Hopefully, you’ve already planted your spinach and are starting by this time to enjoy the fruits of your labor.
If you haven’t planted yet — and you have some seed on hand or can get some easily — why not take a chance on the weather staying cool for a while and plant a little block of spinach. Find a partially shaded spot in your garden or a spot that will be shaded by another plant — and who knows —you might end up with spinach into June.
Kind of Soil it Likes
Because of its taproot, spinach loves soil that’s been properly prepared by loosening down to 18 inches more. That’s the way my garden beds were prepared many years ago. They are still as loose and friable, if not more so, than when they were first prepared because of mulch that is always on them.
Seed – How old is old?
This year in addition to the new seed I’d ordered, I had some spinach seed that I thought was no good. It was about 5 years old – and sadly – quite a nice amount. Since all the viability charts for seed place the life of spinach seed at 1 to 3 years, I figured a good bit of what was in the package wouldn’t germinate. I choose a space at the end of a row about 3 wide by 4 feet long and scattered ALL that seed – thinking that I’d get a piece here and there. As you’ve probably guessed already —almost every seed germinated!
I planted the first of March and another small block the middle of March. It germinated rather quickly, but just sat there after that for about 2 or 3 weeks. I was starting to wonder if it was going to grow at all. But finally it took off.
Grazing – Keeps it Young and Tender and Extends your Harvest.
I treat my spinach like I treat my lettuce. I pick every day and graze it continually until it stalks and becomes uneatable — usually late June in my garden. It never gets big because I pick every day.
In my opinion – there is nothing much better than tender young baby spinach — picked fresh from your garden.
Suggestions for Use
Delicious in salads with young lettuces. A real treat sauteed for a few minutes with olive oil and minced garlic. Wonderful with pasta.
One of the newsletters from Organic Gardening some time back had a recipe similar to what I usually fix that made me so anxious for fresh spinach. The only thing different about their recipe was the addition of walnuts – which I think raises this dish another notch.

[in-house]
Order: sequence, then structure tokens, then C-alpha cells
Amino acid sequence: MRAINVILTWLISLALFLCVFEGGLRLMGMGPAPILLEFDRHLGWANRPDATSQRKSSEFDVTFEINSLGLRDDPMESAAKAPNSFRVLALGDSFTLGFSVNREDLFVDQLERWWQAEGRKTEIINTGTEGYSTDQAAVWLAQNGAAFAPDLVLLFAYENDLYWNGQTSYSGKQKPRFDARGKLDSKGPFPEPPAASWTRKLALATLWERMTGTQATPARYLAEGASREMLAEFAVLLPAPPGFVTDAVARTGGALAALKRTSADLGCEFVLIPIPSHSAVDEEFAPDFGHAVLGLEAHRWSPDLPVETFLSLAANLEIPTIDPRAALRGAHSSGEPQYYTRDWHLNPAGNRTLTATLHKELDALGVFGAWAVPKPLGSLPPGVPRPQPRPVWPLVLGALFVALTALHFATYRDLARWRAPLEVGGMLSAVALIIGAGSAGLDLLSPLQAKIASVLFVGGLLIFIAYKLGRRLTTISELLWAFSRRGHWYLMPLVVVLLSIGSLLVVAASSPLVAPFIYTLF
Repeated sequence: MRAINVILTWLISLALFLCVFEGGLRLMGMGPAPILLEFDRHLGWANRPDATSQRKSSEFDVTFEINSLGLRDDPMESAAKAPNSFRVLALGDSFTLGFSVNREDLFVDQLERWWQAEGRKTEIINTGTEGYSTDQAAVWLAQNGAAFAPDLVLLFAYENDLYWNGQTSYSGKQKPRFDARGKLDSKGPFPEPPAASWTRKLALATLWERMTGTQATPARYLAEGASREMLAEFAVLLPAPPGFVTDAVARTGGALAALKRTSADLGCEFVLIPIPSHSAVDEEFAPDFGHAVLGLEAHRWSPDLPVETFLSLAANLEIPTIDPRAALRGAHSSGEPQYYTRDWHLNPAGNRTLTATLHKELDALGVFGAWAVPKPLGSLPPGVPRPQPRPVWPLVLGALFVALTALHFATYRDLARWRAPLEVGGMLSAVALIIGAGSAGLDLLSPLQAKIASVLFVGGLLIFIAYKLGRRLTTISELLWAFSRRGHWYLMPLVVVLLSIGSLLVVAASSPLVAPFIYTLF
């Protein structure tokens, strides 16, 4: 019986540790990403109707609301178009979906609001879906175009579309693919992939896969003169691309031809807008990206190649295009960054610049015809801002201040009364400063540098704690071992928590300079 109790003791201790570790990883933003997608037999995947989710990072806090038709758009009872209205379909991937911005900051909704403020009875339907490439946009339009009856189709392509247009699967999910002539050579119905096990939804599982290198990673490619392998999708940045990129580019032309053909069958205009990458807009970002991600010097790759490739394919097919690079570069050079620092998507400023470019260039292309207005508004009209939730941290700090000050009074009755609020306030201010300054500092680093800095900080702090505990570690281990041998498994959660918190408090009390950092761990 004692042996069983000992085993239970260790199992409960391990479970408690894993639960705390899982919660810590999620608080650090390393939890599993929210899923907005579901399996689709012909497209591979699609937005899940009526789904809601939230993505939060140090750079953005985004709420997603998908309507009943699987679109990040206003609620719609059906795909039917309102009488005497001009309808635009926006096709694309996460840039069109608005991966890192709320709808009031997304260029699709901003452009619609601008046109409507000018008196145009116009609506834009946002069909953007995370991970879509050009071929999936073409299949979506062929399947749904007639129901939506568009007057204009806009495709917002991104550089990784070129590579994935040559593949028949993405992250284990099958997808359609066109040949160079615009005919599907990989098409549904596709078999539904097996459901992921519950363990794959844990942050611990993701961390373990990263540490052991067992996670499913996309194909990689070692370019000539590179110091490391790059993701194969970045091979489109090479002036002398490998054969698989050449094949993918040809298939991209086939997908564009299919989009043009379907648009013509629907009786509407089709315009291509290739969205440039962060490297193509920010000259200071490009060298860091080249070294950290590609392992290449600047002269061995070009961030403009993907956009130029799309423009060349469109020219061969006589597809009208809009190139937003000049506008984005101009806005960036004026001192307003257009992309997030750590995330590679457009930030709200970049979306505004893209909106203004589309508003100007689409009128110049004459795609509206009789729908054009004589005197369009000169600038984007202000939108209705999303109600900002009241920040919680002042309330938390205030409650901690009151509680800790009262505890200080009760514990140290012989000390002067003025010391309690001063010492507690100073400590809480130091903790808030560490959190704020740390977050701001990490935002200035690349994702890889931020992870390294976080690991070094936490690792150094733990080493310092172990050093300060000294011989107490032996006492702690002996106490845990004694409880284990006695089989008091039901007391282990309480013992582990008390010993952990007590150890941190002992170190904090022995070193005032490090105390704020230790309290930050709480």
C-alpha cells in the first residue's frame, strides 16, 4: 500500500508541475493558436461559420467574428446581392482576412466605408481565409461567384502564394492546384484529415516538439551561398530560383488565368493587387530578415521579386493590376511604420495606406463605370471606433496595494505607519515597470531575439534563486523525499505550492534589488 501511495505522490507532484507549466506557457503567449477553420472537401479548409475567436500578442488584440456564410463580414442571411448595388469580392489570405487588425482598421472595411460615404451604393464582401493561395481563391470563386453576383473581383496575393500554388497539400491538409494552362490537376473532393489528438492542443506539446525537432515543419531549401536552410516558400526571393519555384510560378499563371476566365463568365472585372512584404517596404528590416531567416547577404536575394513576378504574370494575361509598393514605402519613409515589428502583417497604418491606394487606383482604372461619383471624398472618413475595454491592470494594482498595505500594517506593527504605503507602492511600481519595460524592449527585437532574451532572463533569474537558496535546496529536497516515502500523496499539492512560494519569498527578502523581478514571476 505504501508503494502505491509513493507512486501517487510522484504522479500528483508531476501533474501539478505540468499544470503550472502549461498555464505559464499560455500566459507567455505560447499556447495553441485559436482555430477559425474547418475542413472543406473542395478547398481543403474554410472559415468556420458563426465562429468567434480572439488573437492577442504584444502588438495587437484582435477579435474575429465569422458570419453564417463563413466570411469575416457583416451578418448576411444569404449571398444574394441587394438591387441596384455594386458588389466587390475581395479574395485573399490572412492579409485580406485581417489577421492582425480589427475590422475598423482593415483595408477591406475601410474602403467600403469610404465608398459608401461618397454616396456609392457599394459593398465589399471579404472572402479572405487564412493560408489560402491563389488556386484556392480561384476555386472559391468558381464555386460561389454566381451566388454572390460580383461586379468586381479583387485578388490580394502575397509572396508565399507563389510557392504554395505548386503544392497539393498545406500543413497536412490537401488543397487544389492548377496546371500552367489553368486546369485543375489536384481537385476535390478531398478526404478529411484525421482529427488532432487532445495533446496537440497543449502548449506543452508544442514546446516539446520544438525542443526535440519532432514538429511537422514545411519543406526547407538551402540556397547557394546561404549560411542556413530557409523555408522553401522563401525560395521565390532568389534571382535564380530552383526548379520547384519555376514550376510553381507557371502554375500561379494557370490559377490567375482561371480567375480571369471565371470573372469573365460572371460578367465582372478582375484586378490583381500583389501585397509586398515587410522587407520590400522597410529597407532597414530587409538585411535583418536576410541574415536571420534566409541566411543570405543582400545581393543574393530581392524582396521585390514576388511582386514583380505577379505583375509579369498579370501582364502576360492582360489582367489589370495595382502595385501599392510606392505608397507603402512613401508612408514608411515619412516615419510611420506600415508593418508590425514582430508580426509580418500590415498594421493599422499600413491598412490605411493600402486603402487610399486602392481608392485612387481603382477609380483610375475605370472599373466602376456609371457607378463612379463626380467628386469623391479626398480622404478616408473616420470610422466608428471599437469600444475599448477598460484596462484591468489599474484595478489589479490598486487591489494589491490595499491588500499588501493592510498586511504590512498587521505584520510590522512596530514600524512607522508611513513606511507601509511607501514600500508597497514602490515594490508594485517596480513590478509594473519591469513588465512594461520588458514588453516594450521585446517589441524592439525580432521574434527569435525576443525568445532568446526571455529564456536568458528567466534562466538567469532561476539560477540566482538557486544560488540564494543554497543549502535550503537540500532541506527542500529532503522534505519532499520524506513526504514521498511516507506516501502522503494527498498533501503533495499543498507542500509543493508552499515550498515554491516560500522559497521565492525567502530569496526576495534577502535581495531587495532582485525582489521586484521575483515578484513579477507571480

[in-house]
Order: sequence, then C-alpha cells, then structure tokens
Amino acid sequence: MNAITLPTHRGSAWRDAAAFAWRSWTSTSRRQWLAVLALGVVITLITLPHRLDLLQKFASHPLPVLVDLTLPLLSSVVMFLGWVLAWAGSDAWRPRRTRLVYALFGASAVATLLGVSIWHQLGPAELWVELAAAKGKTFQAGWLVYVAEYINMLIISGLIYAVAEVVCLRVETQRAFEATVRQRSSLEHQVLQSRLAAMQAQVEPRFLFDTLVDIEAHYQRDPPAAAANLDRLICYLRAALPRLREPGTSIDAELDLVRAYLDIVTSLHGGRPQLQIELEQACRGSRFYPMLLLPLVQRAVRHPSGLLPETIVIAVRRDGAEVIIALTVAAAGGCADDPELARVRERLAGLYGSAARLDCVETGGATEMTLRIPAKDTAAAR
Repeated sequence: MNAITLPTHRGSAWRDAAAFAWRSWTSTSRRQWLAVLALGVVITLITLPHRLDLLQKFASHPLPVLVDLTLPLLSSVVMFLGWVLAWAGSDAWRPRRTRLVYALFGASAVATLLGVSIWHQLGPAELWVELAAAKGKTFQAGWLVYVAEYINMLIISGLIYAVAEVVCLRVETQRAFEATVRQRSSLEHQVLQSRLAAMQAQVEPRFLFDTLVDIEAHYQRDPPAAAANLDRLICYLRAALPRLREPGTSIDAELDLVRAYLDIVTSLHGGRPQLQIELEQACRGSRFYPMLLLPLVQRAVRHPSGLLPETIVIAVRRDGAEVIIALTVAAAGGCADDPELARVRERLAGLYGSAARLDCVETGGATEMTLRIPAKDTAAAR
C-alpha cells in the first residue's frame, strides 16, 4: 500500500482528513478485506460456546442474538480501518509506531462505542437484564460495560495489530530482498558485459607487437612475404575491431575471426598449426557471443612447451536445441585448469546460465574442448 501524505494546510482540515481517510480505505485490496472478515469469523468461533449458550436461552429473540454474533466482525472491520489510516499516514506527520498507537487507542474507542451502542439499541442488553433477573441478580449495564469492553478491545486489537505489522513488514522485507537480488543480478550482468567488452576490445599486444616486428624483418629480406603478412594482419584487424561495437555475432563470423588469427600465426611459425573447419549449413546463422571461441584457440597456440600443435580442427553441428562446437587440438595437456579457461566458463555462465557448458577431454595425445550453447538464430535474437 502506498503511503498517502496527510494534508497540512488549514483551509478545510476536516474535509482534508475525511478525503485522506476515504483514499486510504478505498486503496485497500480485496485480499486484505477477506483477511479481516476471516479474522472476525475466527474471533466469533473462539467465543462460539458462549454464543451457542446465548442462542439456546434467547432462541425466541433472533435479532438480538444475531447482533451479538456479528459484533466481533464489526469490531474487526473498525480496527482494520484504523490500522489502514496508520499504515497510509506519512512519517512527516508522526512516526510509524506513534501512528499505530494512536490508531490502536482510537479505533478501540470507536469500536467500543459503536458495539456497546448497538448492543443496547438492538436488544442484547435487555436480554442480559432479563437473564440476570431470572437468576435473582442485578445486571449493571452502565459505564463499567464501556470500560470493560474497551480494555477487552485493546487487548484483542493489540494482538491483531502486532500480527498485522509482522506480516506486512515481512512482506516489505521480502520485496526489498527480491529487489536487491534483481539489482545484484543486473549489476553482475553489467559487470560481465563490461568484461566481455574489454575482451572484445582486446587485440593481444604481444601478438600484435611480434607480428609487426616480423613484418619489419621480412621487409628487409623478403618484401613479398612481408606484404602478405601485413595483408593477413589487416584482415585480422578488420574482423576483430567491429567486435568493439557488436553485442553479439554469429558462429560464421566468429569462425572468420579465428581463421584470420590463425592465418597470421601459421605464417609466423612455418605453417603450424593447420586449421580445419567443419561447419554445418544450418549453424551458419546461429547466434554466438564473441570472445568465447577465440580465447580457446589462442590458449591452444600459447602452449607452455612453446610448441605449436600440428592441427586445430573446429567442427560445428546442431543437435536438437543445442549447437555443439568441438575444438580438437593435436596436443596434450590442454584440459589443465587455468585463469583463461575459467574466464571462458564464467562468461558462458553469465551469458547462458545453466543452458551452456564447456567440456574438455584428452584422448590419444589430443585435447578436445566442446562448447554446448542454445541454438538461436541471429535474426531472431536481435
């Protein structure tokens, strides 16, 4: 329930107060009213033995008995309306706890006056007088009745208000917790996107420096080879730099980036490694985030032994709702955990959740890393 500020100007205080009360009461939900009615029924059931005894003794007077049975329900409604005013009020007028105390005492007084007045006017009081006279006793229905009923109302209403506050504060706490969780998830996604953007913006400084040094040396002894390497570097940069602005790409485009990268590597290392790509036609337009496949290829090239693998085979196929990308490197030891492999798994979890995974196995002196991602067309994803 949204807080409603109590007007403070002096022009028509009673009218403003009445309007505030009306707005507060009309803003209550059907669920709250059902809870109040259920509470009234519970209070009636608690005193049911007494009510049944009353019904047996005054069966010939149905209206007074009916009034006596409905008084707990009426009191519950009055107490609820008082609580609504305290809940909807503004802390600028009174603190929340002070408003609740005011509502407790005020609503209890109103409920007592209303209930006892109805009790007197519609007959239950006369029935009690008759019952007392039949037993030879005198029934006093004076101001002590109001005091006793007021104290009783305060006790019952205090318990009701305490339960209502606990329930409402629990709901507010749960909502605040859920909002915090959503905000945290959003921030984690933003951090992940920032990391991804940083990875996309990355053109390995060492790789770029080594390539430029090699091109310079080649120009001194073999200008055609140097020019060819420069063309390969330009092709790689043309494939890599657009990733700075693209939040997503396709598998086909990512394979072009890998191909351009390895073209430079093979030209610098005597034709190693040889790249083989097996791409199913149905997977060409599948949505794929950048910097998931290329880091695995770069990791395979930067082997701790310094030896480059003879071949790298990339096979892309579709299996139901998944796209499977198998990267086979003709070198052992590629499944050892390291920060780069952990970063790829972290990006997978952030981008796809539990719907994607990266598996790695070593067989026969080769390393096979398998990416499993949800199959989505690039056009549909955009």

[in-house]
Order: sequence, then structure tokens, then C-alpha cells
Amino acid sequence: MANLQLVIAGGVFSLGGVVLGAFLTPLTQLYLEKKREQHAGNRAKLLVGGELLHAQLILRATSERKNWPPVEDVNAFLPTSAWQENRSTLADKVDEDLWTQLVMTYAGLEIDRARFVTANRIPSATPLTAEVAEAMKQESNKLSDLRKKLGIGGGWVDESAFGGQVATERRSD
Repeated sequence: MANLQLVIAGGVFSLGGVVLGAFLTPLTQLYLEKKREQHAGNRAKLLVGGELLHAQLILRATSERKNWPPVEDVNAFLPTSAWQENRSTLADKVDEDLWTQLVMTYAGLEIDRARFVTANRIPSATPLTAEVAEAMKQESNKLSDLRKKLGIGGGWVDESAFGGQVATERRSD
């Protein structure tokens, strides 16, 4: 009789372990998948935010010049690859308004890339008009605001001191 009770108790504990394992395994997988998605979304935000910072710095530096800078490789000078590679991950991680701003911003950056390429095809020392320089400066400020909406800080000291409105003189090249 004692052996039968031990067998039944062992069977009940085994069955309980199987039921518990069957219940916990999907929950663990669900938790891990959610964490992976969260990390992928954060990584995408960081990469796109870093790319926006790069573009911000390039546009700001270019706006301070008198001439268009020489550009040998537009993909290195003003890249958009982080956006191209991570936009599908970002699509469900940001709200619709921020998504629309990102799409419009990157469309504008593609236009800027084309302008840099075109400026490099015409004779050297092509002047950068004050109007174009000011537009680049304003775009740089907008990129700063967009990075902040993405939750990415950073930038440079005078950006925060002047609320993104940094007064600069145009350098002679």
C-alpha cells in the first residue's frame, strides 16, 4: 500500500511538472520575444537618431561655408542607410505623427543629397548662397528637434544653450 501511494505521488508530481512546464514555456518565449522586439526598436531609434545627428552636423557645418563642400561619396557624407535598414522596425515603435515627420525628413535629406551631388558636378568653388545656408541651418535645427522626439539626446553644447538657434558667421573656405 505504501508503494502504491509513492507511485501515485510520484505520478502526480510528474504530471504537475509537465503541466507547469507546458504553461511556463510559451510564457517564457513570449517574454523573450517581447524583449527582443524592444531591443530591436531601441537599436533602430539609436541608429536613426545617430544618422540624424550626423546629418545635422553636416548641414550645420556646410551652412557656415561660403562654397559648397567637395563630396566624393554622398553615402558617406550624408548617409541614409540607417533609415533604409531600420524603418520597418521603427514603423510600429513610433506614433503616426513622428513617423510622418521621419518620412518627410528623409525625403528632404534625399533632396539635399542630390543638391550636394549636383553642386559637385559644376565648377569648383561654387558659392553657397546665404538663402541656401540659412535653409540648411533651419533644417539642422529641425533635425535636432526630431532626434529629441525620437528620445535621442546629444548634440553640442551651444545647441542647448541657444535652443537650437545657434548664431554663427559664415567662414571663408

- I’ll cook whole wheat spaghetti – enough for two – and set aside.
- Then saute 1/2 cup of organic walnut pieces in about 1 tablespoon of oil approximately 3 minutes heat a little lower than medium. (Watch them – walnuts can burn before you know it. You want them “roasted” — not burned.) Remove from pan and set aside. (You might have to add another bit of oil to the pan at this point.)
- Add a couple of gloves of crushed garlic and saute about 30 seconds – just until it starts to get beige colored .
- Add fresh baby spinach. (At least 2 cups.) (I don’t want the garlic to burn —– so I’ll toss the spinach with it until mixed and clinging to the spinach, rather than just sitting on the bottom of the pan.)
- About 3 minutes or so in the pan should do the job.
- On each plate of pasta sprinkle balsamic vinegar and a bit more olive oil. (If you don’t like or have balsamic, try red wine or white wine vinegar.) Toss.
- Salt and pepper to taste.
- Sprinkle sauteed walnuts on top.
- Arrange pasta and spinach mixture on top.
- Top with fresh grated Parmesan cheese. It’s buttery flavor is a great compliment to this dish.
This is a beautiful dish when prepared as I have suggested. Makes an impression.
Note: The original recipe in OG newletter called for 1 clove of garlic; 2 tbsps. shredded part skim mozzarella rather than parmesan.; 1 tsp. of dried basil.
They did not use vinegar; nor did they add more oil.
At its Best in Cold Weather
IMPORTANT REMINDER if you love fresh spinach: Make yourself a note to plant this fall. (September or October) If you don’t have enough seed now for the fall — order it right away so you’ll be sure to have it handy when the time comes. (Planning ahead makes things easier.)
Taste wise – spinach is at its peak in winter and early spring. The cold weather brings up the “sugar” and it’s more delicious then than ever. It will be one of the best treats your garden offers!
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